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Posts Tagged ‘Armageddon’

“If there’s one thing I hate, it’s the movies. Don’t even mention them to me.”
Holden Caulfield
Catcher in the Rye
Written by J.D. Salinger

How did J.D. Salinger become one of the most wanted writers in Hollywood? By not wanting Hollywood.  Perhaps it would be better said that it was not the reclusive Salinger who was wanted but his work, Catcher in the Rye. When Salinger died a few days ago I imagine producers were excited about the possibility of finally bringing the book to the screen.

Selling the film rights to Catcher in the Rye would be very lucrative for the Salinger estate.

The story goes that Salinger was so upset with the adaption of Uncle Wiggily in Connecticut (made into the 1949 film My Foolish Heart) that he was done with Hollywood. (Though I did notice on IMDB that he is credited a couple times in the last 30 years.)

I don’t know if Salinger ever stepped foot in Iowa but his spirit was drawn here. In the Field of Dreams, the character that James Earl Jones plays (Terrance Mann) was based on Salinger. In the W.P Kinsella book (Shoeless Joe) that the movie is based on the character actually is  J.D. Salinger himself, but he did not allow his name to be used in the film so changes were made. Good thing, too. It would be hard to imagine that film without James Earl Jones, a fine actor but one who doesn’t quite look like Salinger.

Not much is known about Salinger and that’s the way that he wanted it. But that will all change since his death.  Screenwriter Shane Salerno (Shaft, Armageddon) has spent five years working on a self-funded documentary on Salinger. One in which he interviewed over 150 people who “had contact with him otherwise, or were greatly influenced by him.”  (Robert Towne, Tom Wolfe, E.L. Doctorow, Philip Seymour Hoffman) The documentary is based on Salinger: A Biography, written by Paul Alexander.

Salerno told Mike Fleming at Deadline Hollywood;

“I loved (Salinger’s) work, and how he had the world at his doorstep, and said no thanks. He somehow understood in 1951 the corrosive effect that fame and money could have on his writing. He was singular, and in this Internet age where people pursue their 15 minutes of fame, nobody did what Salinger did: living in the woods in New Hampshire, writing to please only himself.”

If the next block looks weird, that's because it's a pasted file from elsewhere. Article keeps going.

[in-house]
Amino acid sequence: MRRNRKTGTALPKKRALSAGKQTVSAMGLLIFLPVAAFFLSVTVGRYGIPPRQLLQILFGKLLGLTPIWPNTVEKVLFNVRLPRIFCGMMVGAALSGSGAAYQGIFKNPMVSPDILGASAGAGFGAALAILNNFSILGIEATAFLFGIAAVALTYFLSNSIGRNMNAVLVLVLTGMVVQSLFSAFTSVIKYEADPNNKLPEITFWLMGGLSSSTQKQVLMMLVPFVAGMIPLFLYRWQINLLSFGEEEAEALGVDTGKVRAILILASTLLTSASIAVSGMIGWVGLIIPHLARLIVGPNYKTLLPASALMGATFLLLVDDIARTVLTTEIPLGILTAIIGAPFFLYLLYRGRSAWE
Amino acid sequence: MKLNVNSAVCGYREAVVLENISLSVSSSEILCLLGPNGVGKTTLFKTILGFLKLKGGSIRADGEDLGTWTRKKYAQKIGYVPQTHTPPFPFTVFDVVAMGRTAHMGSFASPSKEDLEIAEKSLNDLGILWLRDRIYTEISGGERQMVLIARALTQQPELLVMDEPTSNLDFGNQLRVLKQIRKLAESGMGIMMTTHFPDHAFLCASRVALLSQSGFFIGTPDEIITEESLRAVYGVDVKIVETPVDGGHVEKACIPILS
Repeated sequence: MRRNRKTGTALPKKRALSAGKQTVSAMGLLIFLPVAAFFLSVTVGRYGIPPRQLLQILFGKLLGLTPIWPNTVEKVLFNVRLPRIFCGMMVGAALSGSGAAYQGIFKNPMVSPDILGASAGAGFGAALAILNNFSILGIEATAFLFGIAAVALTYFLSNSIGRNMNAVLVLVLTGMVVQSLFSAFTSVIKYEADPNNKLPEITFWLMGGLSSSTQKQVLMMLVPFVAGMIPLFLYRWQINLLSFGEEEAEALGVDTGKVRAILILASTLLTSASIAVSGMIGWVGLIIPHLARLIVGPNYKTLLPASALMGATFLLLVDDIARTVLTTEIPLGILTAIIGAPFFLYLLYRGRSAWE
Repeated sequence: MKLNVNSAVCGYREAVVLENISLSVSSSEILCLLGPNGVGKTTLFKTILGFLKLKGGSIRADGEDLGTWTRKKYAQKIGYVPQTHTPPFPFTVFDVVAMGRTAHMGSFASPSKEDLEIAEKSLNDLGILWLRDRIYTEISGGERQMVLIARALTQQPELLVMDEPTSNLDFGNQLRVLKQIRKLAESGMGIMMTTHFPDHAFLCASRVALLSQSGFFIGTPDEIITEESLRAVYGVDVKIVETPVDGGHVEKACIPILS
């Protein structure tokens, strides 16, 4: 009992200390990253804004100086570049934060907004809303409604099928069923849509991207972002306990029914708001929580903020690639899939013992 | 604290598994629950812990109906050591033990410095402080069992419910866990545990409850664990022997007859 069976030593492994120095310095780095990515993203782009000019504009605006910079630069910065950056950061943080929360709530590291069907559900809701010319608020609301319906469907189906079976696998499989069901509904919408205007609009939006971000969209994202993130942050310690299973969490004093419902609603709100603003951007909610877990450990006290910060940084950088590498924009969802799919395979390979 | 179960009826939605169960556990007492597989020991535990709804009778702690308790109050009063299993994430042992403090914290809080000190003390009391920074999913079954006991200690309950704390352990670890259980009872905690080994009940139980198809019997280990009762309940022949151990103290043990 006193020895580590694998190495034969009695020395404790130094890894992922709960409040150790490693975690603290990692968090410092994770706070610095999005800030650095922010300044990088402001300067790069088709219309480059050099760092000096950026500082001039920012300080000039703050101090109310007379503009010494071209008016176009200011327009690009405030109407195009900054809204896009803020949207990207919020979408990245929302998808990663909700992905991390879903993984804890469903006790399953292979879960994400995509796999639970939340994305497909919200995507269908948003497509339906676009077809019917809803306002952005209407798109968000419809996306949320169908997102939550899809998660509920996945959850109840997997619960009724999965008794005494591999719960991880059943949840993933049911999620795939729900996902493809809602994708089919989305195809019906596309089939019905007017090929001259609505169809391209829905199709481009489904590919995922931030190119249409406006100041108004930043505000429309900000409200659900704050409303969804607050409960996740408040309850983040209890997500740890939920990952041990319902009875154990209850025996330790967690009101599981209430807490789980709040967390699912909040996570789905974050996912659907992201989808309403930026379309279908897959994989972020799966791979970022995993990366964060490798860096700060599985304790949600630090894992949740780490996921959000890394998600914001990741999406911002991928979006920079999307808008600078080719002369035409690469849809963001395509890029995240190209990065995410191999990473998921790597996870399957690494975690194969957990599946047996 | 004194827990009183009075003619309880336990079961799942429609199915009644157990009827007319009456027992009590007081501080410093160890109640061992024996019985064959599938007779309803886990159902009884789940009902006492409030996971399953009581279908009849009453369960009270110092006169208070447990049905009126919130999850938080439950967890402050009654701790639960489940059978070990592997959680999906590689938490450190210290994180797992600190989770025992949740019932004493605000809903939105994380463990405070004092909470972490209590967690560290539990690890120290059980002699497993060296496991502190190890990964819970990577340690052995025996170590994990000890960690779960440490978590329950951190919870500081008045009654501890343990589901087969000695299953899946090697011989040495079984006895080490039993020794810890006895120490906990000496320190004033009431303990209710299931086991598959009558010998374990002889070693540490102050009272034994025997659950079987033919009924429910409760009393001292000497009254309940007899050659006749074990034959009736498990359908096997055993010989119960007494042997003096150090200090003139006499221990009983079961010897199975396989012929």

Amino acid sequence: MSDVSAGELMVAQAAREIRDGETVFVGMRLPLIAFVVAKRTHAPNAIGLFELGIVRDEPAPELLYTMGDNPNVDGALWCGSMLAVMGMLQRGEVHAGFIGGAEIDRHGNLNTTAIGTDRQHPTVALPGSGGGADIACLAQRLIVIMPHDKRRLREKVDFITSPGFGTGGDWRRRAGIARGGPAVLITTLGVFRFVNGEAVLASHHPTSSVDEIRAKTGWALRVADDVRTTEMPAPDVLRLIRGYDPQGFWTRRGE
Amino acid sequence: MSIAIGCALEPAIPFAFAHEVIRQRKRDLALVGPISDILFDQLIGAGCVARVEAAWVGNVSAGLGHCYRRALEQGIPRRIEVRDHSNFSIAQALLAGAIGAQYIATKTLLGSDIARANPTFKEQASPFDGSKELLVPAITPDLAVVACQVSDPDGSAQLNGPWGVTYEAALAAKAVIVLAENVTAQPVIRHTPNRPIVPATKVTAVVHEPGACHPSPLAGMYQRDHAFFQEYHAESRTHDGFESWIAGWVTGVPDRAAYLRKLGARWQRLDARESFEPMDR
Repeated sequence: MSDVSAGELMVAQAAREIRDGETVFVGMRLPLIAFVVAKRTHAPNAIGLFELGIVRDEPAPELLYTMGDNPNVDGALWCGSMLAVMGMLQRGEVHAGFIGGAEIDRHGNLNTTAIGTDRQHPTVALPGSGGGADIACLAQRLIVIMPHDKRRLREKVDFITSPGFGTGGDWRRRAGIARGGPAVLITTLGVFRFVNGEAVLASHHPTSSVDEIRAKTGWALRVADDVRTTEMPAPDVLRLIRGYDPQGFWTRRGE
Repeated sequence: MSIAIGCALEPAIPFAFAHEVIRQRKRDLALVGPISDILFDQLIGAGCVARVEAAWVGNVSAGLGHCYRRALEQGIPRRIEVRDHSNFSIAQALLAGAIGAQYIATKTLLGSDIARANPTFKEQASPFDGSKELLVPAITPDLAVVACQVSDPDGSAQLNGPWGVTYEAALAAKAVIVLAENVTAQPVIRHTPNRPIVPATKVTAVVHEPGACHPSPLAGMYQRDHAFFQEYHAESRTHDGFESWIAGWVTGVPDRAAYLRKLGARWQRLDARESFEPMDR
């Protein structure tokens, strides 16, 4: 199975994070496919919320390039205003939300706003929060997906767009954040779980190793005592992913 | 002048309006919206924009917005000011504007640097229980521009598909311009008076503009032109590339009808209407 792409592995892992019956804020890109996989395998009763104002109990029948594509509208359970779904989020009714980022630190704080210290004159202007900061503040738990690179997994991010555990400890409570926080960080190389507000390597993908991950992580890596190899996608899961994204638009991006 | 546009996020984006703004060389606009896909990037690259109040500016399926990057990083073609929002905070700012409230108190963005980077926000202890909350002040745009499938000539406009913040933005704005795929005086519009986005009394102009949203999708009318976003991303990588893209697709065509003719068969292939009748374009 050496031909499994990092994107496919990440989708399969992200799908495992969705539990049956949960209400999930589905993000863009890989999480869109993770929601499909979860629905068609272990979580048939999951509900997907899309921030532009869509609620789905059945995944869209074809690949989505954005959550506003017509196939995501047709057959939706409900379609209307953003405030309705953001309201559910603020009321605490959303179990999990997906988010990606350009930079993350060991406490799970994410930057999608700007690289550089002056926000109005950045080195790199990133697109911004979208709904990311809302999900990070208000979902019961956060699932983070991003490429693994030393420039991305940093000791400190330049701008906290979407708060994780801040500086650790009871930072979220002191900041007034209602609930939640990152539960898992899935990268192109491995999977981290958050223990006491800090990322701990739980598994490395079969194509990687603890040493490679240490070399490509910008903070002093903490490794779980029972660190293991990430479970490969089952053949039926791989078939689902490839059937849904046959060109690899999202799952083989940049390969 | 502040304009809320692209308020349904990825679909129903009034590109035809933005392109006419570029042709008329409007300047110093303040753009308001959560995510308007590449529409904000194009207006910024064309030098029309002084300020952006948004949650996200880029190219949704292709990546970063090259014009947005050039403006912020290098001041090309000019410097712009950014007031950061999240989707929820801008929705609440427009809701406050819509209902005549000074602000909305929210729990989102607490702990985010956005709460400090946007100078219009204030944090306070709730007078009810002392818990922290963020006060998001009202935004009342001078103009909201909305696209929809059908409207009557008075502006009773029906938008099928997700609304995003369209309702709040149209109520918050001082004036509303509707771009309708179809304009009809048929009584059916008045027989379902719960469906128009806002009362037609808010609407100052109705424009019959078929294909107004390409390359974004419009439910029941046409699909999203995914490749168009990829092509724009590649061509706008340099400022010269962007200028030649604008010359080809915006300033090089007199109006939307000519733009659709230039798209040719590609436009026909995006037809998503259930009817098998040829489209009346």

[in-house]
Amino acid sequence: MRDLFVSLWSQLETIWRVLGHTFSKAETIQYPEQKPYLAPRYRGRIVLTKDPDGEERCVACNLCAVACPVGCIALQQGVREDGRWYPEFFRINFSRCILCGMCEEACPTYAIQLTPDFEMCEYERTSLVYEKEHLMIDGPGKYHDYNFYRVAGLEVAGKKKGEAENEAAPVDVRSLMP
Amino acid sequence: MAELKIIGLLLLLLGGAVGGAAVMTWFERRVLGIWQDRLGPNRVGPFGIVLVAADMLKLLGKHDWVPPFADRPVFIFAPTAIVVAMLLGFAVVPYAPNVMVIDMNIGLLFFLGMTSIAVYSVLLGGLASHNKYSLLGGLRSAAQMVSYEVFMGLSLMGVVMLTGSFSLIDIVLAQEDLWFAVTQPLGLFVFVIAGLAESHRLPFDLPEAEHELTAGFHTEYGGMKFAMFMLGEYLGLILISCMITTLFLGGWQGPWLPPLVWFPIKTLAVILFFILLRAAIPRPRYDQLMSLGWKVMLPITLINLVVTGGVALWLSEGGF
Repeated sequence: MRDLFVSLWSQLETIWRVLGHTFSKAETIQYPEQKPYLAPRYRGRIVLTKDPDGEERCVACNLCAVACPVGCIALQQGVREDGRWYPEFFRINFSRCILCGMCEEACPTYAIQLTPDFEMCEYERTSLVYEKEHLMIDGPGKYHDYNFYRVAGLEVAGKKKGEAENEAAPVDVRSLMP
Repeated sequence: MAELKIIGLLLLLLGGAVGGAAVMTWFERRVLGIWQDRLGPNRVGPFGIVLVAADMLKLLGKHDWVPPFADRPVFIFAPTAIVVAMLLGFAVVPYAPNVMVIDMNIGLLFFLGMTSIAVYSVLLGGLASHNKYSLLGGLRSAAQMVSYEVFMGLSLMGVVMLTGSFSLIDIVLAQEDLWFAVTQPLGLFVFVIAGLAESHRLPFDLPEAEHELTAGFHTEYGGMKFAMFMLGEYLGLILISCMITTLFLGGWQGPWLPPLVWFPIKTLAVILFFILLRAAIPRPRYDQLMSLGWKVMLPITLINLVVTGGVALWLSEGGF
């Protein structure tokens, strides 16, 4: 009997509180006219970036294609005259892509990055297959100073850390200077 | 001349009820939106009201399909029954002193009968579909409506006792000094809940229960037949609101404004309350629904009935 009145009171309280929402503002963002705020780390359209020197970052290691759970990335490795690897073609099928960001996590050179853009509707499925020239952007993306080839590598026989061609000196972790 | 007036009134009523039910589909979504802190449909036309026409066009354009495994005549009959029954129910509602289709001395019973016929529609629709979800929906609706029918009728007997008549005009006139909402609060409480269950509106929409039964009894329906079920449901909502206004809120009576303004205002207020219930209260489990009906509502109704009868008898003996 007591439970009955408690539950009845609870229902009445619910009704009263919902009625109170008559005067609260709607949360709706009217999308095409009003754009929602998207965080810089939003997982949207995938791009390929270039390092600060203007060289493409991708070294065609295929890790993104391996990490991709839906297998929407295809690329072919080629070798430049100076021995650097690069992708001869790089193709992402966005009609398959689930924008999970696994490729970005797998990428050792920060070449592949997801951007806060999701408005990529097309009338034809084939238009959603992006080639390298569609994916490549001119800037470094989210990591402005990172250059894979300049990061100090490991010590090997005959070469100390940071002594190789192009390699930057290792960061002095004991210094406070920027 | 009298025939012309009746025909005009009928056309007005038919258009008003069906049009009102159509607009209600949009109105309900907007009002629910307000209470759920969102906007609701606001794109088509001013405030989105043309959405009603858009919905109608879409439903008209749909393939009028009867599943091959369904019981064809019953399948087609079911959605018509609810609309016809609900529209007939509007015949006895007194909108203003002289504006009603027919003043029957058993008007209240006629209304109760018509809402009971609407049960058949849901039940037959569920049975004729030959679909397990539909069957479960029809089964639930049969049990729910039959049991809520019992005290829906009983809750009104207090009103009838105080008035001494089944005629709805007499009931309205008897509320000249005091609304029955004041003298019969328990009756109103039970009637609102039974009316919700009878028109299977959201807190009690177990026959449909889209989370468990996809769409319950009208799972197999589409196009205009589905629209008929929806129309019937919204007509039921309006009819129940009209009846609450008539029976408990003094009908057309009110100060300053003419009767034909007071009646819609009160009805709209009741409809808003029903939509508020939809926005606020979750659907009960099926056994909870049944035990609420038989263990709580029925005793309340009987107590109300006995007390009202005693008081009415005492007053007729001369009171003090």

Maybe in the future it will be hip to pursue 15 minutes of reclusiveness. I think it was Blaise Pascal who said a few centuries ago that the chief problem of man was that he could not stand to be in room by himself. (I might update that to “by himself—without a TV, a computer and the Internet.”)

Scott W. Smith

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According to IMDB Shane Salerno has co-written or re-written four films that have opened #1 at the box office; Armageddon, Breakdown, Alien vs. Predator, Shaft (though not always credited). He got a jump start in the business when he made an award winning documentary in high school that landed him on Larry King Live. That opened the door for him at age 19 as an apprentice on the TV program NYPD Blue.

Salerno likes to stress that he was raised by a single mother, didn’t come from money, and never went to college. He probably says those things to encourage you and help you avoid the tired excuses.

I found a couple quotes of his from Screenwriting Expo 3 held years ago which echos some favorite themes here on Screenwriting from Iowa, or wherever you live outside L.A.

“I just hope these people stay persistent because sometimes it’s six or eight scripts before they have that great script. All the people they admire went through these things and had adversity. Oliver Stone wrote 10 scripts before he wrote Platoon which got him all of his first jobs which got him Midnight Express and then he waited 10 years to get Platoon made...I attended all these (film industry) functions, the classes and the bookstores reading all the time. I have a 10,000-book library in my house from collecting books over the years. Young writers and beginning writers need to stay persistent and understand what the odds are against them succeeding.”
Shane Salerno
Interview With Screenwriter Shane Salerno
J. Freedman, FilmMakers.com

Related post: Beatles, Cody, King  & 10,000 Hours


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